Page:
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Refugee Livelihoods in Urban Areas: Identifying Program Opportunities Recommendations for Programming and Advocacy

Refugee Livelihoods in Urban Areas: Identifying Program Opportunities Recommendations for Programming and Advocacy

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Refugees in urban areas face a specific set of livelihoods problems, and in recent years many aid agencies have begun to try to address these problems by supporting refugees through vocational training, microcredit and other services. So far, however, there has been little evidence about which humanitarian programs work, and where opportunities for programming interventions lie. This study, funded by the US State Department’s Bureau of Population, Refugees and Migration, addresses this knowledge gap. Through case studies in Cairo, Tel Aviv and Quito, we analyzed the urban livelihoods context for refugees and identified programming opportunities and promising program initiatives. In each city, we sought to generate new ideas from related fields of inquiry, such as low-income urban development and youth employment,that could be adapted for refugees in countries of first asylum.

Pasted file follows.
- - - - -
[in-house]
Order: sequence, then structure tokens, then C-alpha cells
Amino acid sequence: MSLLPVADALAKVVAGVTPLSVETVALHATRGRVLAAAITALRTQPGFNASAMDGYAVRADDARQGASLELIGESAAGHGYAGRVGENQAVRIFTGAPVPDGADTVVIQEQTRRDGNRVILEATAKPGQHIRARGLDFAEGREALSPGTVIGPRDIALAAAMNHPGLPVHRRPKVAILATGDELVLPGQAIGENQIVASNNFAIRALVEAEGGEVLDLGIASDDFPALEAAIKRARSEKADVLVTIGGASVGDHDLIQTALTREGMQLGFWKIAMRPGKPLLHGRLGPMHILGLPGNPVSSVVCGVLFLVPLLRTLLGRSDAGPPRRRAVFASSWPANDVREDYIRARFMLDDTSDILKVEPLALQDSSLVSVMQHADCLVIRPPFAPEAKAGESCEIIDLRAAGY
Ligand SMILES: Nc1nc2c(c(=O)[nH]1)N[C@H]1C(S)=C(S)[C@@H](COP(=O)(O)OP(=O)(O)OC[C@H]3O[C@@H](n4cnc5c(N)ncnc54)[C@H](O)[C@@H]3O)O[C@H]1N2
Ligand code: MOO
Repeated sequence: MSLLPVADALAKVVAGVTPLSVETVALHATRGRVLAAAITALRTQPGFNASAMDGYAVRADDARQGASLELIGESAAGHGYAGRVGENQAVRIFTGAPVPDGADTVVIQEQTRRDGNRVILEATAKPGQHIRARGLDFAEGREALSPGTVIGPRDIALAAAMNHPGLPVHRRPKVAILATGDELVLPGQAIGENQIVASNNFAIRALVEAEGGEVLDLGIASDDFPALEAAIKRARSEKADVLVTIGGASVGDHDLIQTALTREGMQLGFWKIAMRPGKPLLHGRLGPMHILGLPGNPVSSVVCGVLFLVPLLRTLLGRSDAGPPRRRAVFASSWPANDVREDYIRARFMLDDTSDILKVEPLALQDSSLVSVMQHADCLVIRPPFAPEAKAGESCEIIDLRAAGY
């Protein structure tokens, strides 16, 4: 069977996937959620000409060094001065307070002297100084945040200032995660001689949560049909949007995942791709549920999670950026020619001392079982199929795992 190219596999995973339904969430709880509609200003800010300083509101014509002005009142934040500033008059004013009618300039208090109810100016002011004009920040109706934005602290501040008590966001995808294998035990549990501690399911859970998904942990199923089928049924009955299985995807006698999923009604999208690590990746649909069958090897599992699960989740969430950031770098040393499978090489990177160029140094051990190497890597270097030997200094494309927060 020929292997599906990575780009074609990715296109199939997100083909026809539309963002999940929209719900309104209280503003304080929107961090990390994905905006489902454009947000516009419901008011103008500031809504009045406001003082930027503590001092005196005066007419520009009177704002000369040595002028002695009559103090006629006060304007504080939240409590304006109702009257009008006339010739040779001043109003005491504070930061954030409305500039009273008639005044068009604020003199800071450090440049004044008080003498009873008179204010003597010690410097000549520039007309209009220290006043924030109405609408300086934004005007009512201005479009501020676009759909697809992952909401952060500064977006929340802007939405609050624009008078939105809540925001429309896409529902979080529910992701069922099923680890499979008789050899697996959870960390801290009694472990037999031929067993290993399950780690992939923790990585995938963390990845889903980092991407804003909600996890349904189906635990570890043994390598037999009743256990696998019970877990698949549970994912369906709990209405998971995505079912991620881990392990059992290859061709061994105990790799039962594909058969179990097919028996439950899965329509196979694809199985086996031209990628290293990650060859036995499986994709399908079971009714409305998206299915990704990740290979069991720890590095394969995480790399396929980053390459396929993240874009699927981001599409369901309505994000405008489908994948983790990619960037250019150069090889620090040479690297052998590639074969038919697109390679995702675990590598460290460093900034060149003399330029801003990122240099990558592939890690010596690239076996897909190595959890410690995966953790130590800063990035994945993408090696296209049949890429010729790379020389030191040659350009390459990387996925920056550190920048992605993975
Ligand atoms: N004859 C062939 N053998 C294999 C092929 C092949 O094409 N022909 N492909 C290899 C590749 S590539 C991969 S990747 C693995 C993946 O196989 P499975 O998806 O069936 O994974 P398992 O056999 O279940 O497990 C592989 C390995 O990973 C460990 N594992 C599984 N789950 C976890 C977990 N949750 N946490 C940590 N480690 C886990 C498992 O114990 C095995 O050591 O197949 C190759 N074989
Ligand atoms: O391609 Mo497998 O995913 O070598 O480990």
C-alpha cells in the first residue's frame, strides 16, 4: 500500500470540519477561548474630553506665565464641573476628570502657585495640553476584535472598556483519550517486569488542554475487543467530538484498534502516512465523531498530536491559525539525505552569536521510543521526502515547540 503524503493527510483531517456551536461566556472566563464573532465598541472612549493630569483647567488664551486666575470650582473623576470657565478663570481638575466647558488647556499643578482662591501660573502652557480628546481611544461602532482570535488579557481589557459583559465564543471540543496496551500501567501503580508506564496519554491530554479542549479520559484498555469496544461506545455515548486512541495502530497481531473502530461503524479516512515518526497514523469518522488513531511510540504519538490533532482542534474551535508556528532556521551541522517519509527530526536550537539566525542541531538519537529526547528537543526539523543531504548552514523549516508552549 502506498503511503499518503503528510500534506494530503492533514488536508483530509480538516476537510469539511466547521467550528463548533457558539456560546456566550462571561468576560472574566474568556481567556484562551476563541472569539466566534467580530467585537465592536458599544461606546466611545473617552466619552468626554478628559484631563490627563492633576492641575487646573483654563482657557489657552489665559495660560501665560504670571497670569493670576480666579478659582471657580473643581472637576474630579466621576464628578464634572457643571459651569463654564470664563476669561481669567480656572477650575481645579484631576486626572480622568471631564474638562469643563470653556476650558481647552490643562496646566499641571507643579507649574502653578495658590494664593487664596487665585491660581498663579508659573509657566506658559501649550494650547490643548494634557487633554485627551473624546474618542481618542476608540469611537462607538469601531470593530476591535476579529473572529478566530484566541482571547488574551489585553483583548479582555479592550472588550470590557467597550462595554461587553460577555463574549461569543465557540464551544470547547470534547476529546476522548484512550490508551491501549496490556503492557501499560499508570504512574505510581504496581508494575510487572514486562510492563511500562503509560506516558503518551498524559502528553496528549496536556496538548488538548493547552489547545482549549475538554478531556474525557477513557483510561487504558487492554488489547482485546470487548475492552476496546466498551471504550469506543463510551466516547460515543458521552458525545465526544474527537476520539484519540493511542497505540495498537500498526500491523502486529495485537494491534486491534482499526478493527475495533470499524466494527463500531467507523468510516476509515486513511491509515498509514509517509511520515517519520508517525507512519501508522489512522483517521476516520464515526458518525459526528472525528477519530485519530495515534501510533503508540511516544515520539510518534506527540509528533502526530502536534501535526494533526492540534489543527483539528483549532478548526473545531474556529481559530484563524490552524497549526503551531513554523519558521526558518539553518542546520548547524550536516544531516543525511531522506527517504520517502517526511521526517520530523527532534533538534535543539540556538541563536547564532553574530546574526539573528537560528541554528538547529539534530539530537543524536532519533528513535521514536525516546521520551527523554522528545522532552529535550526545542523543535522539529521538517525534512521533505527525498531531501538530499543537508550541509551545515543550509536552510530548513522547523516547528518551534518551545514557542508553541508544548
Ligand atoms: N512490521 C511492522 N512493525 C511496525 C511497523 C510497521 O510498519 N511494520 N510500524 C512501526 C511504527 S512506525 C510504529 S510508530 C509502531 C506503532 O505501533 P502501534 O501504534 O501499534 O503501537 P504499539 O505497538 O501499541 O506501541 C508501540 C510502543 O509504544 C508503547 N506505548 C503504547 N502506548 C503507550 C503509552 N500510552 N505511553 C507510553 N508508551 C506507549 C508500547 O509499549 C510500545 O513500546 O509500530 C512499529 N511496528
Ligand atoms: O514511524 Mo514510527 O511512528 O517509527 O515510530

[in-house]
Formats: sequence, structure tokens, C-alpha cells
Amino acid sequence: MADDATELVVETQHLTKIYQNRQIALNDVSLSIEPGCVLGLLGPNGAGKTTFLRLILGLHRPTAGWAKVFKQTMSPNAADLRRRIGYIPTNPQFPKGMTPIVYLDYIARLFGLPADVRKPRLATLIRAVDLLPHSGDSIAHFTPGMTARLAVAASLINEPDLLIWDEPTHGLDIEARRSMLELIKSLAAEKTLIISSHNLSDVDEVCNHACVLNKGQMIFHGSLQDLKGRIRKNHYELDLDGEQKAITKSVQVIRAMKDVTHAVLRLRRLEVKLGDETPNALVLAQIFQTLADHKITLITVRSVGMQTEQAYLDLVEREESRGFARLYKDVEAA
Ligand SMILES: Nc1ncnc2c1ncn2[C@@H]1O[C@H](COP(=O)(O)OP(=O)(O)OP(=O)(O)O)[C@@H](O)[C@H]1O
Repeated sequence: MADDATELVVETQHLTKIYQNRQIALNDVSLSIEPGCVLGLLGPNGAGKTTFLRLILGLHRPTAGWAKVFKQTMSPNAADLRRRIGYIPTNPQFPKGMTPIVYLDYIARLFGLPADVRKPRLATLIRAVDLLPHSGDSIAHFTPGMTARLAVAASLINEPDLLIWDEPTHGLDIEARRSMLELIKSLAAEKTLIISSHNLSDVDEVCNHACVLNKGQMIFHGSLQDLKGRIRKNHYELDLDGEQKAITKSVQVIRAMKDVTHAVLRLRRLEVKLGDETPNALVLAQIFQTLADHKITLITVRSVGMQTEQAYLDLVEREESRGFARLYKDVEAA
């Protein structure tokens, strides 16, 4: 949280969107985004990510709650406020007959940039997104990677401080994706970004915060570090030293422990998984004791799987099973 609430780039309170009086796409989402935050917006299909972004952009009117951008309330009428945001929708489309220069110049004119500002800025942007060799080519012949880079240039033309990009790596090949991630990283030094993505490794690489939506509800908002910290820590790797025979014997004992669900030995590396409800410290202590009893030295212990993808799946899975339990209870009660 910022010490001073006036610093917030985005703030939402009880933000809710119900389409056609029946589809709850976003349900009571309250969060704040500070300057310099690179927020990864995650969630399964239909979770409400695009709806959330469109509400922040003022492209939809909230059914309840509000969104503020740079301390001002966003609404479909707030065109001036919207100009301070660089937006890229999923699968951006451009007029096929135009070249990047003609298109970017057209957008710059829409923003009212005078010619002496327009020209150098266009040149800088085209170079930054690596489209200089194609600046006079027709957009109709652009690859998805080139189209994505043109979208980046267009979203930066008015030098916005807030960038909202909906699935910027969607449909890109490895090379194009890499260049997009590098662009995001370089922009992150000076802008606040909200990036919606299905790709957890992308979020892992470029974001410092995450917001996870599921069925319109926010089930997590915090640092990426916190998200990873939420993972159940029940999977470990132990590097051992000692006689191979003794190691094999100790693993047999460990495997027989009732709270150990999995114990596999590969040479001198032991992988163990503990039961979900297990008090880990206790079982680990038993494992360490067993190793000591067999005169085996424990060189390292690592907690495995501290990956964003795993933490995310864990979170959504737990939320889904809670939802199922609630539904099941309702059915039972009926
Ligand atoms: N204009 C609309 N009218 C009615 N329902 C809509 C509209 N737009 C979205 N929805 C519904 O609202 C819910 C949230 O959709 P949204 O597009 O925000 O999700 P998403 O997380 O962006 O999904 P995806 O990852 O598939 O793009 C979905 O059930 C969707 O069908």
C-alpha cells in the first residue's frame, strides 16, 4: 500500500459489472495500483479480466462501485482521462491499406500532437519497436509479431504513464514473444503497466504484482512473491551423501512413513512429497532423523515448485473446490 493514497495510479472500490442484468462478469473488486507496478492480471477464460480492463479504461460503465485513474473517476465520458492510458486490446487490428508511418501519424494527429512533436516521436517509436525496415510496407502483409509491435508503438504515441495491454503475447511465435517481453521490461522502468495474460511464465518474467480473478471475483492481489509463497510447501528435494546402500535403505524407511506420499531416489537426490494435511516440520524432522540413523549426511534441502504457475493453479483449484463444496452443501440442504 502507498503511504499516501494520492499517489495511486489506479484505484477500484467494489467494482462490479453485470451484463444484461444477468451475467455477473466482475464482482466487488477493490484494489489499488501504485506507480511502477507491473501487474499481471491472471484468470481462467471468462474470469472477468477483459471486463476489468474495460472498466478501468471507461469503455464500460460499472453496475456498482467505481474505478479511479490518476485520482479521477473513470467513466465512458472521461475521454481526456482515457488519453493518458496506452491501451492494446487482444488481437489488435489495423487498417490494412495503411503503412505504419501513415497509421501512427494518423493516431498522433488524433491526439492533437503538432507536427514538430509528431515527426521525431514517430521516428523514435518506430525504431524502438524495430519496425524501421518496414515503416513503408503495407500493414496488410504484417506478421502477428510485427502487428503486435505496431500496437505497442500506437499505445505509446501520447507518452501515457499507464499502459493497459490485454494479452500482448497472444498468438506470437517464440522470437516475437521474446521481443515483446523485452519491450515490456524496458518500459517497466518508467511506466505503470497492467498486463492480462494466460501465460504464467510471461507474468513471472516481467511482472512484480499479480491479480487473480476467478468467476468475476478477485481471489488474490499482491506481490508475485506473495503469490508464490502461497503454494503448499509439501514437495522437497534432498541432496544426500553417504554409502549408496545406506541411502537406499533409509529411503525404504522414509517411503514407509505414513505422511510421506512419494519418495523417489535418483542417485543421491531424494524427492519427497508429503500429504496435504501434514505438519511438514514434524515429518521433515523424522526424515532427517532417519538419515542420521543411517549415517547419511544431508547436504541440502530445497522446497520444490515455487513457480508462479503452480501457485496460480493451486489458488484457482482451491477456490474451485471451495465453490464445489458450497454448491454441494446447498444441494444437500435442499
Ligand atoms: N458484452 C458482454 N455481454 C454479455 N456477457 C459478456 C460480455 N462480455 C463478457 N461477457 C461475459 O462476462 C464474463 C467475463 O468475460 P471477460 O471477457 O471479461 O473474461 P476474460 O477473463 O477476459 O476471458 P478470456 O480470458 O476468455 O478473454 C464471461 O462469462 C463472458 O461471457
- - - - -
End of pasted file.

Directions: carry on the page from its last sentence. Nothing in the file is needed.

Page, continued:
Our three case studies represent contrasting refugee policy contexts and livelihoods experience, and offer lessons for other host settings. Each case study begins with a review of existing livelihood programs in the country. This includes a mapping of commercial, humanitarian and governmental organizations that provide programming, advocacy or other resources that support the livelihoods of refugees, migrants and low-income citizens. We then interviewed asylum seekers and key informants to deepen our understanding of the livelihoods context in each country. Our main program recommendations, based on all three cases, are included as a stand-alone document.